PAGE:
How to Clean a Remington 770

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The Remington Model 770 is the upgrade to the Model 710. The centerfire rifle comes equipped with a pre-mounted and boresighted 3-9x40mm riflescope. Its detachable magazine holds four standard cartridges and three magnum cartridges. While Remington rifles have a long-standing reputation for rugged reliability, it is still necessary to clean them every so often. You need a few basic items to properly clean a Remington 770. Keeping the rifle clean maintains its accuracy and reliability over the years of wear and tear.

Items you will need

  • Cleaning patch

  • Cleaning rod or jag

  • Bore solvent

  • Bore brush

  • Gun oil

  • Gun grease

  • Micro-fiber cloth

Engage the safety on the rifle. Remove the magazine and pull back the bolt to eject any cartridges left in the barrel. Perform a visual inspection of the chamber with the rifle pointed away from you to verify that the weapon is unloaded.

Raise the bolt handle to open the action; rotate the bolt stop lever on the left hand side of the rifle to the vertical position. Pull the bolt straight back and out of the 770.

Soak a cleaning patch in bore solvent and attach it to the tip of a cleaning rod or jag. Pass the cleaning rod and patch from the chamber end, through the bore, and out the muzzle several times. Wait 10 to 20 minutes to allow the solvent to penetrate the debris inside the bore before proceeding.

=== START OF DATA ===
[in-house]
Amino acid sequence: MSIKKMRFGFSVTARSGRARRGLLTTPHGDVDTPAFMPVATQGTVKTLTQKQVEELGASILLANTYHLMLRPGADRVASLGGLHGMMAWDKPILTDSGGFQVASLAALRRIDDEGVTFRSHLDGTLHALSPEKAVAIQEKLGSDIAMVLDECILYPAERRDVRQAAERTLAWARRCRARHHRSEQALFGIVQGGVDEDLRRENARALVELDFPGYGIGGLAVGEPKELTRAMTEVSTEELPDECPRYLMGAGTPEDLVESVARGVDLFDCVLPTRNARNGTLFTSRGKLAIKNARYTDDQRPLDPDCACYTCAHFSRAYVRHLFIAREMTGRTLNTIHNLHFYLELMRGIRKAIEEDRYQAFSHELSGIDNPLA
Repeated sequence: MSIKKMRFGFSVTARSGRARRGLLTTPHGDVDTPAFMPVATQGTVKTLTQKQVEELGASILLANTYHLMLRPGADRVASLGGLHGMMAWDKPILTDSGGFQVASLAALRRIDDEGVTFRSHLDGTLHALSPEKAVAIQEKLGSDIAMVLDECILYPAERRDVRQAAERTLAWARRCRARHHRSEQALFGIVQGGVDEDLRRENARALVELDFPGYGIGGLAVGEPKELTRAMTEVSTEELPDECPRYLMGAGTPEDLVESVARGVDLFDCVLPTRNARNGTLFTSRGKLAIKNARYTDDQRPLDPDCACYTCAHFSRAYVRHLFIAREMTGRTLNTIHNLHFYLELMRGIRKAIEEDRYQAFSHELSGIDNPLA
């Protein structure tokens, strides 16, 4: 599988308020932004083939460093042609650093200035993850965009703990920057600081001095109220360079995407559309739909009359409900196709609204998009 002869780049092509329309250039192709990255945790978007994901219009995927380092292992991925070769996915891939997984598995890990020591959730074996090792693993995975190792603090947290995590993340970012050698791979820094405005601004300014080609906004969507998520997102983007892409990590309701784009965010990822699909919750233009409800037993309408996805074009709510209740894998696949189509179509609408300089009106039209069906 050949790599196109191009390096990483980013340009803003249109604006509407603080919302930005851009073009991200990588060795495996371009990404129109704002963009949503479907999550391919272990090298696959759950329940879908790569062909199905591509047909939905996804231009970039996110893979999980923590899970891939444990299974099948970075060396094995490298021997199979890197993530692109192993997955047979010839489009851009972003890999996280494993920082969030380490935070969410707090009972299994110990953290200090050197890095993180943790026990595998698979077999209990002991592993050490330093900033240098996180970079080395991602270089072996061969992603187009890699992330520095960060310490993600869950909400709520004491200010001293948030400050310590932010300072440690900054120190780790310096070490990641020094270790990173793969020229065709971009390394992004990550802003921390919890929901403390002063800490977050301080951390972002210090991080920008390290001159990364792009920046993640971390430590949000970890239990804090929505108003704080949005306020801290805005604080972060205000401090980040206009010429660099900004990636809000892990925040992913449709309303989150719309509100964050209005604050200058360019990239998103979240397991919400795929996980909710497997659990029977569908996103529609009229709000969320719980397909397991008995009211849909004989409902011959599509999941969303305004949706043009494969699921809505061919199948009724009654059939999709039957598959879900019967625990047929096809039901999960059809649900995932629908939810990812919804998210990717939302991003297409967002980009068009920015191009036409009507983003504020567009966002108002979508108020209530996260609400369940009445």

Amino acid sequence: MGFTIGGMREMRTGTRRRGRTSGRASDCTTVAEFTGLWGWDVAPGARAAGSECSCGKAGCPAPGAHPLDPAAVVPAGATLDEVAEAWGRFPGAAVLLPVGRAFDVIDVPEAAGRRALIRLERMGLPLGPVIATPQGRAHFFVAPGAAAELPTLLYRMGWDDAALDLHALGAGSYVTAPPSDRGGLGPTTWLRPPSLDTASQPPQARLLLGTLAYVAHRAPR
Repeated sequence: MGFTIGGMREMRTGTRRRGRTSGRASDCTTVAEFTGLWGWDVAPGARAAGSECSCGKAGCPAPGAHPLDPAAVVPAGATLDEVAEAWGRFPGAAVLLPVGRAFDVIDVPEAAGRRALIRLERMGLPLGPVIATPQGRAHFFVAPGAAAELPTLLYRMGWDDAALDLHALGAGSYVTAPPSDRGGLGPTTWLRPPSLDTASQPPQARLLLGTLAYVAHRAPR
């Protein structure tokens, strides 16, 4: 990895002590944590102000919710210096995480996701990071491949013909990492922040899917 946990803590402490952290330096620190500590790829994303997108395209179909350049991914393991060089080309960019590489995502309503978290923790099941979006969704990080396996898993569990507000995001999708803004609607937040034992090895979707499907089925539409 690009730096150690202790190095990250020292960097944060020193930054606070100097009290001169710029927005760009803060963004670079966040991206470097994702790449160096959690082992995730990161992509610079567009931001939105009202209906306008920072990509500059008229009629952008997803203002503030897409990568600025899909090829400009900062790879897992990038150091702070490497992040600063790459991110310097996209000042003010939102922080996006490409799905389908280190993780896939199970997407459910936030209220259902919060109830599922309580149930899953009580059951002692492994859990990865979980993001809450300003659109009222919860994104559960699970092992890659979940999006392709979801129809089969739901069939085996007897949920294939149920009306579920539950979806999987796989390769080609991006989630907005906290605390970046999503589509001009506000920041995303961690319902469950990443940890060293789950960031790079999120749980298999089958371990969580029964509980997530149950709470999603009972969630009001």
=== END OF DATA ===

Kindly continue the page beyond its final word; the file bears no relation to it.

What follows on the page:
Attach the appropriate caliber cleaning-brush to the cleaning rod; spray the rod with bore solvent. Push the rod and brush through the bore 10 to 12 times to remove the debris. Pull the rod and brush completely out of the muzzle. Insert it back through the chamber end each time to avoid sweeping debris into the bore. Remove the brush from the cleaning rod.

Attach a cleaning patch to the rod. Pass the rod and patch through the bore to remove excess debris. Change the cleaning patch on each pass, and repeat the process until the patch comes out clean. This indicates that all loose debris has been eliminated.

Soak a cleaning patch in gun oil; pass it through the bore with the help of the cleaning rod. Replace the oily patch with a clean patch. Repeat the process one time to remove any excess lubricant.

Spray the bolt and firing pin with solvent; dry them with a clean micro-fiber cloth. Grease the bolt with a light coat of gun grease. Wipe the receiver with the micro-fiber cloth.

Apply gun oil to the micro-fiber cloth. Wipe the entire rifle to apply a light coat of oil before storing it This protects the weapon from rust.


  • Use a hard case for long storage periods. Soft cases soak up the oil.
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